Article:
He opens their minds to understand the Scriptures by unlocking the fact that the entire Old Testament speaks towards the death, burial, and resurrection of the Messiah, Jesus. And specifically the suffering Savior part of the prophecy is what concerns the Lord here. No doubt He shared passages such as Psalm 22 and 69, Isaiah 52:13-53:12; then on the resurrection: Psalm 16:8-10, Psalm 110:1.
Not only that, but verses 47 and following tell us the next step in that process—that people are called upon to 1) repent and receive forgiveness and 2) tell others about it. Repentance is interesting. Often we think about repenting from our sins (to change our mind about them)—and that’s there. But I like one scholar (Darrell Bock in The NIV Application Commentary of Luke’s Gospel) who says that repentance is a change of allegiance, from dead idols to a living God.
Jesus introduces the concept of saved then sent. Receiving forgiveness through the blood sacrifice of the Messiah is only the beginning. They, the Apostles, had witnessed all these things. They touched the nail-scarred hands and feet. They saw Him die and they saw Him alive. They witnessed the miracles and heard the words of God right from His mouth. Their testimony becomes the foundation for our reception of the gospel as well.
But I like that Jesus also promises a tool to make that witness more potent: The Holy Spirit. They were to stay put until God Himself would come upon them. Because Luke wrote Luke and Acts, he saves the details of this and the ascension for the latter (Acts 1:4-11).
50 – 53
We know that Jesus actually hung around for a bit before ascending. Matthew tells us that He and the disciples even travelled to Galilee. Eventually, though, it was time for Jesus to return to the heavenly dimension. For that He took the 11 from Jerusalem up a familiar path to the Mount of Olives to Bethany, home of Martha, Mary, and Lazarus. He blessed them and then ascended. In Acts two angels tell the men that in the way He left, so shall He return. Zechariah 14:4 tells us that in His Second Coming, He will touch down on the same place and the Mount of Olives will actually split in two.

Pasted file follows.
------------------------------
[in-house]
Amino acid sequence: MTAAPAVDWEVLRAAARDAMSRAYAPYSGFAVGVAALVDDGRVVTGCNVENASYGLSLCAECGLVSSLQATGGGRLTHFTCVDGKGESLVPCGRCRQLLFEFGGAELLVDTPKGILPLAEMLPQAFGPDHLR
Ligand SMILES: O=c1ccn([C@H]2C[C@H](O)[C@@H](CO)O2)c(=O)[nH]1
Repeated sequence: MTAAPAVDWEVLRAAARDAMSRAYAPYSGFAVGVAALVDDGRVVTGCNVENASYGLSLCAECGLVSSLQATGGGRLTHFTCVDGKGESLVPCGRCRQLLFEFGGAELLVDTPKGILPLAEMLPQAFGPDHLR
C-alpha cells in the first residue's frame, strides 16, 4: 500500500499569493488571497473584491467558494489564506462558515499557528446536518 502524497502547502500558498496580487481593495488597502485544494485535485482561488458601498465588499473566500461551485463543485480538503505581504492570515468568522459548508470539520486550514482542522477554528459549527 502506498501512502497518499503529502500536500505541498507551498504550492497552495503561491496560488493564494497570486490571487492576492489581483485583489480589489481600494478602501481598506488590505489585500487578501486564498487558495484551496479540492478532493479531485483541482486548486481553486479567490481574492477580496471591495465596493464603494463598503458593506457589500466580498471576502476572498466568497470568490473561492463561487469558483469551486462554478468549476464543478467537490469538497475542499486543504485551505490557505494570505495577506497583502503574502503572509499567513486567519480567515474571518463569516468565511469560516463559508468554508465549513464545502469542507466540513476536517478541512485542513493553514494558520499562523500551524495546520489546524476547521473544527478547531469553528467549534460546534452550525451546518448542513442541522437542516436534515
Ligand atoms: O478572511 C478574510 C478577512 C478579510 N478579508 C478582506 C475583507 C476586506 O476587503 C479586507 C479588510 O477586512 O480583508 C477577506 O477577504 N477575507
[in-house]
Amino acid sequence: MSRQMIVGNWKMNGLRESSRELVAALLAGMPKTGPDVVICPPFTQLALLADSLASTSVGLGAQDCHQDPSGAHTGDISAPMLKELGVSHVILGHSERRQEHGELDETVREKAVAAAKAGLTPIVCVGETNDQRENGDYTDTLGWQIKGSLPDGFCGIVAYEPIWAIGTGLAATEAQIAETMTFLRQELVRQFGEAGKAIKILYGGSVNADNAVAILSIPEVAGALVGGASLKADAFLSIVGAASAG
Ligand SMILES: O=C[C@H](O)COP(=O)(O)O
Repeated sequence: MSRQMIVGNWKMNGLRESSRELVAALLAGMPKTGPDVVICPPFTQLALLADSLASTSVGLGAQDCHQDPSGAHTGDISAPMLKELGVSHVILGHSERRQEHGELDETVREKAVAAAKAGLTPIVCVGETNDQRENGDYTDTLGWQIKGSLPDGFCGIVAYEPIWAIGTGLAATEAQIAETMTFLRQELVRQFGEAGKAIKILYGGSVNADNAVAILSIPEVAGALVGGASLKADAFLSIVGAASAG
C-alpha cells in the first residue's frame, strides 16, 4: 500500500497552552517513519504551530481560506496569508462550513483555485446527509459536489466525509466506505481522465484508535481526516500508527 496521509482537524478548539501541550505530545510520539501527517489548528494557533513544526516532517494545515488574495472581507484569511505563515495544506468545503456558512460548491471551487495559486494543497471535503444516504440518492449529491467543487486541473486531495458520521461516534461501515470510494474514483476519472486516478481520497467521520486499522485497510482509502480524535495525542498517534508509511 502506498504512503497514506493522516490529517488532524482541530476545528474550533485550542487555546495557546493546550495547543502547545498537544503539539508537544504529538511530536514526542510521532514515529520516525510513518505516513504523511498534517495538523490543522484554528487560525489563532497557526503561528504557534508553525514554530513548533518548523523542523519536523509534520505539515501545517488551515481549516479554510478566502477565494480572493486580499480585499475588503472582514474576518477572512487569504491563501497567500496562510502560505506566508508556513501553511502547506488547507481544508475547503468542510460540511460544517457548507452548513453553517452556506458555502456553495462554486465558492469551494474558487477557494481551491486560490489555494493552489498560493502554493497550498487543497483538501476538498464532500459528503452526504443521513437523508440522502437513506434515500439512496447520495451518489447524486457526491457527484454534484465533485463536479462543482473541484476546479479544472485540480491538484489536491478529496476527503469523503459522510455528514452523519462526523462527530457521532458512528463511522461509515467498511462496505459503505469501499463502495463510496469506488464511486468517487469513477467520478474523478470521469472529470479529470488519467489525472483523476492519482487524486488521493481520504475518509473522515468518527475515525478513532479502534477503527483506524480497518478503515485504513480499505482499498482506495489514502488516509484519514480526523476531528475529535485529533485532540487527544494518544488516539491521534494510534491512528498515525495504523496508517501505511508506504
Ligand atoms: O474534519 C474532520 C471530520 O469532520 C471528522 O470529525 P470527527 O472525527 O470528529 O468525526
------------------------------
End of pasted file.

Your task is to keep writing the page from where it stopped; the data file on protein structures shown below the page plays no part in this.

So I love the ending. The disciples have now fully recovered from their original shock and disbelief. Now they spend time worshiping after Jesus leaves, then they go back to Jerusalem and spend time worshipping in the temple complex. That’s the proper response to what Jesus did—not fear or disbelief, but wonder and worship.
To conclude Luke’s gospel—looking at this idea of the great joy and praise of God going on, I want to look back at the first place in Luke we hear about the coming of Jesus.
Luke 2:8-14 (HCSB) 8 In the same region, shepherds were staying out in the fields and keeping watch at night over their flock. 9 Then an angel of the Lord stood before them, and the glory of the Lord shone around them, and they were terrified. 10 But the angel said to them, “Don’t be afraid, for look, I proclaim to you good news of great joy that will be for all the people:
11 Today a Savior, who is Messiah the Lord, was born for you in the city of David. 12 This will be the sign for you: You will find a baby wrapped snugly in cloth and lying in a feeding trough.” 13 Suddenly there was a multitude of the heavenly host with the angel, praising God and saying: 14 Glory to God in the highest heaven, and peace on earth to people He favors!
It started out that God’s messengers about the Messiah were angels (which means “messenger”). The news put men into fear but the promise was of great joy which was for “all the people”.
Now at the end, it is the people who are filled with joy, being sent out to proclaim this good news to all the people as God’s messengers. The shepherds were surrounded by angels praising God. Now it is the people themselves who go to the temple and fill it with praise for God’s Messiah.
It’s a great bookend to this great gospel and emphasizes the fact that, in the end, it is all about praising Jesus and sharing what He has done.
Let that be the focus of our lives as it was theirs.